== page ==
I am 5 years old. For a brief moment, I’m alone, on a break from my usual job of making sure everybody in my family of five is fine. Sitting under the locust tree on a hot summer afternoon, I look up at branches, then sky. And I suddenly know something I had long ago forgotten. A voice, in my bones;
You are not your name. You never were.
I repeat the syllables over and over: Sue Son Hi Sner (Susan Heisner). They fell like nonsense. And then there was Big Feeling, a very very big one, this world place beyond the name. Past this place they called the world. It seemed like I was there, too, with that voice that told me about names. I knew right away that this was the greatest and biggest feeling ever. I made a note in my little-girl self, “Remember. Think about this every night. Right after the prayer that says I might die.”
And then the words stopped. I had no idea how to even try to describe this to my ever-present mother, who knew everything about me. Even as a chatty and loquacious child I knew no words to describe how big this territory was. It became my secret, this deep sense of enormity and unity.
If not her, then who am I?
I would forget and remember and forget and remember this for the next sixty-plus years. And yet this one moment, one of my very few memories from childhood, would guide my curious and inquiring nature.
Each time I try to describe it, I’ve come to the edge of language and been forced to leap into metaphor. I’ve landed on a continent often lost, but one that I knew to have always existed inside, beyond, around, and below and above this name, this particular “me.”
It lives in the land of the Ineffable, The Home to Everything That Doesn’t Know or Need Language.
The land of mystics and poets and artists.
The land of forever. And yet also the land of now.
And yet…I keep trying to “eff” it. I’ve dedicated myself to finding the words, images, sensations, definitions, stories, reminders of what is truly true.
The light and indescribable and ineffable and nameless essence of me.
The landing in the subtle and wordless silence of all that is.
Which does (and doesn’t) have a name.
Because that is the mystic’s path, and, like it or not, that makes it mine.
Oreos may be my favorite cookie, and cookies are my biggest weakness. That’s why I’ve banned them from my life, my home, my conscious awareness for the last twenty years. But nowadays I’m figuring out how to live beyond harsh restrictions and trust my relationship with any food. And so I’ve become slightly more open to questioning my assumptions. Oreos pose a slippery slope of temptation that I haven’t honestly been able to trust myself to climb until now.
I was surprised the other night when a comedy spoof about Double-stuffed Oreos caught my attention. I was never the kind of kid who opened them up and slowly licked off the gooey white center. My strategy was to pop half of one in my mouth and chew them up quick while nobody was watching. So this new sticky, lard-like development in food technology called “double stuffing” was no big challenge of will power for me.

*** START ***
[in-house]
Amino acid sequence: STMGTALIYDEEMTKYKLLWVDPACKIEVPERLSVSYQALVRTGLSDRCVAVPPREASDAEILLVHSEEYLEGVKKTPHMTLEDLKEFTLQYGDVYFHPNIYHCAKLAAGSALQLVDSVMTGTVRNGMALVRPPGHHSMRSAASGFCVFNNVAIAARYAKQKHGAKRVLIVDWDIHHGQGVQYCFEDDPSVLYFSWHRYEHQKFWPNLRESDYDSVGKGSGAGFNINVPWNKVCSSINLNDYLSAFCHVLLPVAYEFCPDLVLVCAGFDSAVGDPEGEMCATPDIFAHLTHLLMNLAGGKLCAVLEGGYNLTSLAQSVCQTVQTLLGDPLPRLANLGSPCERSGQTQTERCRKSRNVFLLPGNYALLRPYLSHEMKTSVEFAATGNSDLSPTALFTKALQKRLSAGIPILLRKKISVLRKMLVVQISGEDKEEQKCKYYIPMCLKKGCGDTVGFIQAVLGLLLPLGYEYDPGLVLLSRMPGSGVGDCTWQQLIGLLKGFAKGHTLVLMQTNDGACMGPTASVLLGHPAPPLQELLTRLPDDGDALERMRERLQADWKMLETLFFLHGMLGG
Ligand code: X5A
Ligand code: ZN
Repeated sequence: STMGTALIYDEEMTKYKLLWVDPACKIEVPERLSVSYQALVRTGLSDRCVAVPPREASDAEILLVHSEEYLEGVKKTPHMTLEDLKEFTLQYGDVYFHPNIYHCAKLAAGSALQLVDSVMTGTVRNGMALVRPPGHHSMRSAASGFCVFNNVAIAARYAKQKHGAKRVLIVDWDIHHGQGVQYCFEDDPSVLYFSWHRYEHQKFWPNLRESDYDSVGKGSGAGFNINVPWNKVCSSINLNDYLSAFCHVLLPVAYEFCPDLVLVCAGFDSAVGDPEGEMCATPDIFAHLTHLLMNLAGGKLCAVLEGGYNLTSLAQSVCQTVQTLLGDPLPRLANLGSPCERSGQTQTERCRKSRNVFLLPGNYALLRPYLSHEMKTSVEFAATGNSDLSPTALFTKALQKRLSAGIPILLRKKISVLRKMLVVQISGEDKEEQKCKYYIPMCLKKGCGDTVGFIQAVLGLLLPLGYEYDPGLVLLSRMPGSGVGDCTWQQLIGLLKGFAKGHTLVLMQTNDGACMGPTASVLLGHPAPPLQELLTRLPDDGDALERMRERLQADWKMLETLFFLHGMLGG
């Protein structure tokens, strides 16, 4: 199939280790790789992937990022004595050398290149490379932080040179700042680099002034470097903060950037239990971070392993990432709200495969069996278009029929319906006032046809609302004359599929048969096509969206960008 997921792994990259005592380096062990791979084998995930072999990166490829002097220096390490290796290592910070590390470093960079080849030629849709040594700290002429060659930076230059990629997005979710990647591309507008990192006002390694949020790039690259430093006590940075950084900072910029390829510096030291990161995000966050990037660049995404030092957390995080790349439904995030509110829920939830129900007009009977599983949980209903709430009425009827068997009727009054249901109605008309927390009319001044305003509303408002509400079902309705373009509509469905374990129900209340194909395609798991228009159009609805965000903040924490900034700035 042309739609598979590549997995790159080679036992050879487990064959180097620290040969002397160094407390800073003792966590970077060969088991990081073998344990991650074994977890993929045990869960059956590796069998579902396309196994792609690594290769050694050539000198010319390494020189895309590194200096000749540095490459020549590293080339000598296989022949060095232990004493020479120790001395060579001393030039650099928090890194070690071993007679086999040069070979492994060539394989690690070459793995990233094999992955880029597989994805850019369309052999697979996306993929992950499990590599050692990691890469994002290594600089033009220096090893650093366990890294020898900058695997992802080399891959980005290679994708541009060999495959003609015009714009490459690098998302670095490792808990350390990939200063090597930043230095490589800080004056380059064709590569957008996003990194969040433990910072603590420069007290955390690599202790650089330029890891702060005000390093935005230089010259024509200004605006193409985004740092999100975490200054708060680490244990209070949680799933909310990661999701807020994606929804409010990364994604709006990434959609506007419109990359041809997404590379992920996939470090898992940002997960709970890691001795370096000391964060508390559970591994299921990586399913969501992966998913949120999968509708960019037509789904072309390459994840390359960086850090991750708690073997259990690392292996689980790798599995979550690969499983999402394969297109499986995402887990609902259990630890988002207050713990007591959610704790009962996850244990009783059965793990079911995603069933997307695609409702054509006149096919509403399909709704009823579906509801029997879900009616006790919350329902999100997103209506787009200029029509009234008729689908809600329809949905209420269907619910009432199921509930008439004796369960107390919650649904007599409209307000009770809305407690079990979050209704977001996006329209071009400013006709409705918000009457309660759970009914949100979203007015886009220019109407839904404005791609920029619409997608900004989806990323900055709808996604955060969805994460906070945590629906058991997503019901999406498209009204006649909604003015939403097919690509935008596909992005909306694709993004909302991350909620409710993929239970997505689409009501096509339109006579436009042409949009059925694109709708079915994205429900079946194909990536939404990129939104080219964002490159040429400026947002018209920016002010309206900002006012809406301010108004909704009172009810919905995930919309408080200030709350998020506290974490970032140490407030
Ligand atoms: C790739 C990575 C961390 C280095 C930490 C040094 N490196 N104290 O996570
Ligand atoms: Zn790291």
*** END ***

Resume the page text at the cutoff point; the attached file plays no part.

But the image of being double stuffed has caught my fancy. I see the evidence of overstuffed lives all around me. This is clearly a big deal in this hyper-stimulating world, and I’m hardly immune. Even though it’s been on ongoing practice for me to de-clutter possessions and clothing, I sometimes feel like I’m holding back an avalanche. And then there’s my schedule. It’s carefully curated and controlled so that I can keep all my commitments to everybody else and still include myself. My tendency when overwhelmed is to just try harder and do more, and I become the best CEO of my own life possible. All in an attempt to hold all the stuffing. After that, I revert back to my Type E woman self, a hangover from my thirties not completely resolved by a wonderful self-help book of that time. The subtitle is Everything to Everybody, and I don’t think I’m alone in this unconscious pattern.
My life becomes dedicated to a complex net of support and care-taking, community, relationship, family, spiritual practice, exercise. And then there are the “hobbies” like singing, reading, and writing. Not to mention the work that I love, supporting and challenging my clients as they grow and thrive. Sometimes this life feels triple-stuffed. And, it’s no coincidence that my body feels the same. Because when my life is too stuffed, I use my “got-to” of eating for comfort or to get some instant energy or to fog out the feelings of overwhelm.
All these warning signs tell me it’s time to unstuff my life ASAP. I’ve learned that the best course of action at this point is non-action. I double down on meditation, longing for a permanent retreat from it all. But by the time my stuffed life is at this stage of overflow, long silent retreats aren’t the immediate resolution I need. Short-term solutions are my best response as I move through this ordinary life. This might be as simple as locking the bathroom door and breathing deeply for a few minutes. Or sitting down each morning to meditate for ten minutes or to fumblingly write my way to the light of clarity, a practice which goes by the wayside when I’m so busy with Everything and Everybody Else.
Ironically I’m finding a Rescue Remedy in the very technology that creates the overstimulation. I’ve become a podcast junkie in the last few years, and I’ve had to learn to curate my list to avoid over-stuffed ears. A couple of these which have made the cut because they’ve been a balm to the nervous system are Nocturne and Nothing Much Happens Here. The last one is my newest love, offering Sleep Stories that are such a refuge and antidote for the too-muchness that is sometimes my life.
I’ve also been trying out a couple of apps to refine my meditation practice and to drop into sleep more easily: Calm and Waking Up. Both of these are beautifully designed and both involve a monthly subscription fee, so they aren’t necessarily a long-term solution for everybody, including me. Starting today I’m participating in a two-month “online retreat” with Adyashanti, a teacher for whom I have great respect, to refine and reinforce my commitment to unstuffing my overfull brain. My clear declaration of intention, as God (and you) are my witnesses: To Unstuff my Overstuffed Life.